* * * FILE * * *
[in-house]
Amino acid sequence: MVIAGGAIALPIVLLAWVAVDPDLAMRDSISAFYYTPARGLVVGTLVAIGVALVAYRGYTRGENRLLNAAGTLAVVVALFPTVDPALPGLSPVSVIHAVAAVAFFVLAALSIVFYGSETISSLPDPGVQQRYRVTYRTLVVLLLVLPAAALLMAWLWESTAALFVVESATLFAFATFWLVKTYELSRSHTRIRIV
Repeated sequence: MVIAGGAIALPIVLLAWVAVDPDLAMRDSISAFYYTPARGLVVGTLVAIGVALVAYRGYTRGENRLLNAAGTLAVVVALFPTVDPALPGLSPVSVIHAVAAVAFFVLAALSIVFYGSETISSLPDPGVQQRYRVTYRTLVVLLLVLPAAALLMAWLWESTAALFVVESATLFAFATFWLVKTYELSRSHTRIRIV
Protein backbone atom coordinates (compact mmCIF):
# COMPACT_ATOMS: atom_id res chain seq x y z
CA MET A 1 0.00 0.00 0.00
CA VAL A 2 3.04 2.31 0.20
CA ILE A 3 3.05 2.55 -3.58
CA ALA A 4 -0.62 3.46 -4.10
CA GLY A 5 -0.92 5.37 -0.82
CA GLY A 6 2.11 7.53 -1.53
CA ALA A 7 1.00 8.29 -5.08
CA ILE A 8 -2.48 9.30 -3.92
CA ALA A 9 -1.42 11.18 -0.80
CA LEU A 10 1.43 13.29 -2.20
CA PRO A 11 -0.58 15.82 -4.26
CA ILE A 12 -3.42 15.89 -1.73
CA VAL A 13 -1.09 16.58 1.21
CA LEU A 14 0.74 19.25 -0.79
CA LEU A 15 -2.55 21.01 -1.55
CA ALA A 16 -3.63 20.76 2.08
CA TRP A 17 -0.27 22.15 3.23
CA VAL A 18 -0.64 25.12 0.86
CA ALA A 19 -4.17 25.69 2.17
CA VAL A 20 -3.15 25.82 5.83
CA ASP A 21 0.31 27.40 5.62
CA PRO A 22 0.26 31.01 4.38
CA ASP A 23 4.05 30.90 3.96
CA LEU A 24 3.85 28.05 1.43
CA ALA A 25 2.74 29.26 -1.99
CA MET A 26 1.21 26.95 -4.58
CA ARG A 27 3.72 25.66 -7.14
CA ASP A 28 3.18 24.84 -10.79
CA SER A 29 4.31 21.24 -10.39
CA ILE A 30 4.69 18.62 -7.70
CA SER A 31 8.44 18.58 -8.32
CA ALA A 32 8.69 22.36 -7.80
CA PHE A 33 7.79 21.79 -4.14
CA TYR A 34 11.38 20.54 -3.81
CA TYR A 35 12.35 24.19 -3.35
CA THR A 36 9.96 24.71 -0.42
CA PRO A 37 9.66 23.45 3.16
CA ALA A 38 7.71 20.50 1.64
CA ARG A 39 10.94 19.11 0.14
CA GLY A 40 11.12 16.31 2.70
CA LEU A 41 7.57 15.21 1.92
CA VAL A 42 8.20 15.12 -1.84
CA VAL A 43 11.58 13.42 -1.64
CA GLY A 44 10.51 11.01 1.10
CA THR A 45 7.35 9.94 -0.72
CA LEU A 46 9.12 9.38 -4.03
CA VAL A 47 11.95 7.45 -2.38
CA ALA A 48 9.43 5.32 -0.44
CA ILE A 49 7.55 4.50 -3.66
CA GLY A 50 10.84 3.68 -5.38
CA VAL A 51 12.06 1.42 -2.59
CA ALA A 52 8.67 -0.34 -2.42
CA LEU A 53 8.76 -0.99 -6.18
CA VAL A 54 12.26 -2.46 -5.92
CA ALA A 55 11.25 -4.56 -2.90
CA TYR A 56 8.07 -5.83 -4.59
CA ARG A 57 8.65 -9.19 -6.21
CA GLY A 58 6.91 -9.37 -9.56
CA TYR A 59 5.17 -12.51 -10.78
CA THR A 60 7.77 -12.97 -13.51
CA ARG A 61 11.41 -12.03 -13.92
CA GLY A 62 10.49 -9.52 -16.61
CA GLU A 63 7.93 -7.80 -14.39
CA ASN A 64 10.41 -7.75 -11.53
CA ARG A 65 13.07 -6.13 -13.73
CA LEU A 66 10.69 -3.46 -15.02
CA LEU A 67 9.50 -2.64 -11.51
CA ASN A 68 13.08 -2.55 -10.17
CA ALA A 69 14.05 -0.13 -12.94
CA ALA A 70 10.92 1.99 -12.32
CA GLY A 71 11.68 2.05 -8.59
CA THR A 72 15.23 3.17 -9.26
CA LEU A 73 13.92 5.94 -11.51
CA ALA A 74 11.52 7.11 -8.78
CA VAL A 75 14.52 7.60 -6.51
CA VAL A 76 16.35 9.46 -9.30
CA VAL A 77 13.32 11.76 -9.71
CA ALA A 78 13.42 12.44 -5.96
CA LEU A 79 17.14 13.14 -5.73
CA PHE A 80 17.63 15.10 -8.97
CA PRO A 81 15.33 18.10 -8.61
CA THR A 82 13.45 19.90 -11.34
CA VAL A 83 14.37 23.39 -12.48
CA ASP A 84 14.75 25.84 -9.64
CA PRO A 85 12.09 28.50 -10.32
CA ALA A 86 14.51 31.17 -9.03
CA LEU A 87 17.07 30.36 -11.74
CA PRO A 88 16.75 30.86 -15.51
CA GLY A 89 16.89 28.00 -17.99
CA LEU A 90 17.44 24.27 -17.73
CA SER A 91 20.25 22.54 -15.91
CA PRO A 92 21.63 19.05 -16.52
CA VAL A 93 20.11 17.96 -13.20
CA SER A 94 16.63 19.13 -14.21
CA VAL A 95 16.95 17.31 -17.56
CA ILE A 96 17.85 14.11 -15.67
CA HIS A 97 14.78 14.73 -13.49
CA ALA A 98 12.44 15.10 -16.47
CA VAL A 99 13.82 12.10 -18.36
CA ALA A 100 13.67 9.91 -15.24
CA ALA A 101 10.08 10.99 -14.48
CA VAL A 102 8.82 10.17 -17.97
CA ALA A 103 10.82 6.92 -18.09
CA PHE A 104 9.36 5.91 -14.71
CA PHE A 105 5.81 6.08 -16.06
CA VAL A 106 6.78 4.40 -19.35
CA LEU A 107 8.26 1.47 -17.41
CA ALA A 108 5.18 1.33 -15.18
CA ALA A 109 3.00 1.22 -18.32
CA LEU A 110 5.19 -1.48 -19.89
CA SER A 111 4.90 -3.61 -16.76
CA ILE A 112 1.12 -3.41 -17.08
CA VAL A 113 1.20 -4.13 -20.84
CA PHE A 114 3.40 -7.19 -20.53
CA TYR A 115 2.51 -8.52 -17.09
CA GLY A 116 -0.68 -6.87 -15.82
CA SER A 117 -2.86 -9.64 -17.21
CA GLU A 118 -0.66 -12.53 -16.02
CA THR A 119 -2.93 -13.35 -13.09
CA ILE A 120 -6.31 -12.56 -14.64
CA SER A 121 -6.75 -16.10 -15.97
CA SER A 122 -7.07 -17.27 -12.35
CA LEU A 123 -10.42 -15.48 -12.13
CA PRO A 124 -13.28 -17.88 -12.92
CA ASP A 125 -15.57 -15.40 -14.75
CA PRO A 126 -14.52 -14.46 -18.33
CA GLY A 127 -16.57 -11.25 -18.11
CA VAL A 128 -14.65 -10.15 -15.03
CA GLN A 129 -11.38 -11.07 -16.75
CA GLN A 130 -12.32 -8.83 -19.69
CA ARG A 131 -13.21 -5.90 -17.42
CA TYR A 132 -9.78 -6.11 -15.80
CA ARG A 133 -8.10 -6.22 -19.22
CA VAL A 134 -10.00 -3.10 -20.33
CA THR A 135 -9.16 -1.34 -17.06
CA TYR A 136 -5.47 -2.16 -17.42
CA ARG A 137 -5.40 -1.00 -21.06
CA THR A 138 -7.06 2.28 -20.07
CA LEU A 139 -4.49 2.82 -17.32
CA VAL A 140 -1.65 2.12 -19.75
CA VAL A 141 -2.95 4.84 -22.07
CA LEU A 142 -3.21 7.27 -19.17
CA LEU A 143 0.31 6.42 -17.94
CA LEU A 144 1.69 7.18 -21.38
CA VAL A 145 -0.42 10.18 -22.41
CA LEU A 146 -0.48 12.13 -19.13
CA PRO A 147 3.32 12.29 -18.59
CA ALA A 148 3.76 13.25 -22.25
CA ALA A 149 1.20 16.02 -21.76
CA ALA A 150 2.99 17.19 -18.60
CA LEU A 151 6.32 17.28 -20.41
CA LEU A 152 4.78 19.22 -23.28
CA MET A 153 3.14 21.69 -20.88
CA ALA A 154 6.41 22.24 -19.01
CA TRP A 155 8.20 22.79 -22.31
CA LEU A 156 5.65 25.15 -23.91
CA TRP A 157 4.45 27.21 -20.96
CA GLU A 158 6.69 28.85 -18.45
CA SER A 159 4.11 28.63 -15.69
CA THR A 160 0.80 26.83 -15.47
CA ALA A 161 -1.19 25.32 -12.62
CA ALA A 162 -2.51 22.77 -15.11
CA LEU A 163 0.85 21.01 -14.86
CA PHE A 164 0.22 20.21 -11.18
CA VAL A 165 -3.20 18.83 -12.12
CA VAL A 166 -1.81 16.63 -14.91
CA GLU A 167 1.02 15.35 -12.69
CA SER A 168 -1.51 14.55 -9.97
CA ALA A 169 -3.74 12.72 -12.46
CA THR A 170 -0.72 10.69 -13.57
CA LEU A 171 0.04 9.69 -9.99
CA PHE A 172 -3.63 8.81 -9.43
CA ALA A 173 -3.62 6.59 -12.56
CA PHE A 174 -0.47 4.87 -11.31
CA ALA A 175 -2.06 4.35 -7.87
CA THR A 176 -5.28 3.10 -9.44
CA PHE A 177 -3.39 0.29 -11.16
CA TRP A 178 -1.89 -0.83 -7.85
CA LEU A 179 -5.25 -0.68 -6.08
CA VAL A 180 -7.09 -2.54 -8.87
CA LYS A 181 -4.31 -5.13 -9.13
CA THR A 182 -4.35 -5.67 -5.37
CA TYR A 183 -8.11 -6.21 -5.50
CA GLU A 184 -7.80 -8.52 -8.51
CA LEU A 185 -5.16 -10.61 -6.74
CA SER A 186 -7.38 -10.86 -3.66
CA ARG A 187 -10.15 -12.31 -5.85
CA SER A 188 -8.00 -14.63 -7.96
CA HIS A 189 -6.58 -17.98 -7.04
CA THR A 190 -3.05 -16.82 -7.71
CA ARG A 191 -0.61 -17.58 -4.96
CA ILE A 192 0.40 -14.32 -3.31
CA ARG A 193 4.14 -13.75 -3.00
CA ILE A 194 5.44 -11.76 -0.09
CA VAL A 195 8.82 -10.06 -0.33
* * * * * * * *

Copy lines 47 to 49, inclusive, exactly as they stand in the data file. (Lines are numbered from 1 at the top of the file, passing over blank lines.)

CA VAL A 42 8.20 15.12 -1.84
CA VAL A 43 11.58 13.42 -1.64
CA GLY A 44 10.51 11.01 1.10